After the exertion of entering into such a place, through a passage of fifty, a hundred, three hundred, or perhaps six hundred yards, nearly overcome, I sought a resting-place, found one, and contrived to sit; but when my weight bore on the body of an Egyptian, it crushed like a bandbox. I naturally had recourse to my hands to sustain my weight, but they found no better support; so that I sank altogether among the broken mummies, with a crash of bones, rags, and wooden cases, which raised such a dust as kept me motionless for a quarter of an hour, waiting till it subsided again. I could not remove from the place, however, without increasing it, and every step I took I crushed a mummy in some part or another. Once I was conducted from such a place to another resembling it through a passage of about twenty feet in length, no wider than body could be forced through. It was choked with mummies, and I could not pass without putting my fact in contact with that of some decayed Egyptian; but as the passage inclined downwards, my own weight helped me on; however, I could not avoid being covered with bones, legs, arms, and heads rolling from above. Thus, I proceeded from one cave to another all full of mummies piled up in various ways some standing, some lying, and some on their heads. The purpose of my researches was to rob the Egyptians of their papyri; of which I found a few hidden in their breasts, under their arms, in the space above the knees, on the leg, and covered by numerous folds of cloth that envelop the mummy.11

It is possible that this large number of mummies could have been in the tomb with the eleven that Chandler received. However, there is one problem. There are not that many known tombs in Qurna that could accommodate two or three hundred living, much less mummified, people. Could the eleven mummies that Chandler received have come from more than one tomb? Could they derive from Lebolo’s last collection, sold after his death?

Lebolo did not make a will leaving the eleven mummies to Michael H. Chandler. The will of Antonio Lebolo was found in the fall of 1984 and contained no mention of a Michael H. Chandler, or the eleven mummies. The will itself was over two hundred pages, most of which listed Lebolo’s belongings. From his will, Lebolo obviously passed away a wealthy and influential man in his community.12

Where then did the eleven mummies that Michael Chandler acquired from? At the time the will was found, and in the same archives, the heirs of Antonio Lebolo were filing suit against one Alban Oblasser, dated July 30, 1831. This suit charged Oblasser, who then resided in Trieste, of the sale of “eleven mummies” that he had been given by Lebolo to sell on consignment. The sale of these mummies by Oblasser left monies owing the estate of the Lebolo heirs.”13 Could these “eleven mummies” be the same “eleven mummies” that Chandler received?

Another account of Chandler receiving the mummies is giving in 1842 by P. P. Pratt.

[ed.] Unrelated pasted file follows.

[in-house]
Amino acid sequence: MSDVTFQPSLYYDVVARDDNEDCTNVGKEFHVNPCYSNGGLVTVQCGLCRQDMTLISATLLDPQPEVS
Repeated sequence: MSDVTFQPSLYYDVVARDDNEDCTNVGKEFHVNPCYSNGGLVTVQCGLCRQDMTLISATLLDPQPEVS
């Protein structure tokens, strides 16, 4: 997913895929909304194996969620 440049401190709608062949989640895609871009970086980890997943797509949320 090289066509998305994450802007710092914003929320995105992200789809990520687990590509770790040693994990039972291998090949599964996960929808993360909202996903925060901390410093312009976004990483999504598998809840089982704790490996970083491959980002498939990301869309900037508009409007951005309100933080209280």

A gentleman, travelling in Egypt, made a selection of several mummies, of the best kind of embalming, and of course, in the best state of preservation; on his way to England he died, bequeathing them to a gentleman of the name of Chandler. They arrived in the Thames, but it was found the gentleman was in America, they were then forwarded to New York and advertised, when Mr. Chandler came forward and claimed them. One of the mummies, on being unrolled, had underneath the cloths in which it was wrapped, lying upon the breast, a roll of papyrus, in an excellent state of preservation, written in Egyptian character, and illustrated in the manner of our ingraving, which is a copy from a portion of it. The mummies, together with the record, have been exhibited, generally, throughout the States, previous to their falling into our hands.14

In light of the “Oblasser suit,” this account seems even more plausible than the Chandler/Cowdery “will” story.

However Chandler came by the mummies, in “April of 1833” he paid the duty and took possession of them. From New York “he took his collection to Philadelphia, where he exhibited them for a compensation.” Cowdery continues, “from Philadelphia he visited Harrisburgh, and other places east of the mountains.” Newspaper accounts and advertisements verify that Chandler did exhibit his collection. A Philadelphia newspaper contained the following:


The largest collection of EGYPTIAN MUMMIES ever exhibited in this city, is now to be seen at the Masonic Hall, in Chestnut Street above Seventh. They were found in the vicinity of Thebes, by the celebrated traveler Antonio Lebolo and Chevalier Drovetti, General Consul of France in Egypt. Some writings on Papirus [sic] found with the mummies, can also be seen, and will afford, no doubt, much satisfaction to Amateurs of Antiquites. Admittance 25 cents, children half price. Open from 9 A.M. till 2 P.M., and from 3 P.M. to 6. Ap 3 – d3W This article began on April 3rd and ran for three weeks.15

The Hartford Republican ran this note while the mummies were on exhibition in Philadelphia: “Nine mummies, recently found in the vicinity of Thebes, are now exhibiting at the Masonic Hall, Philadelphia.”16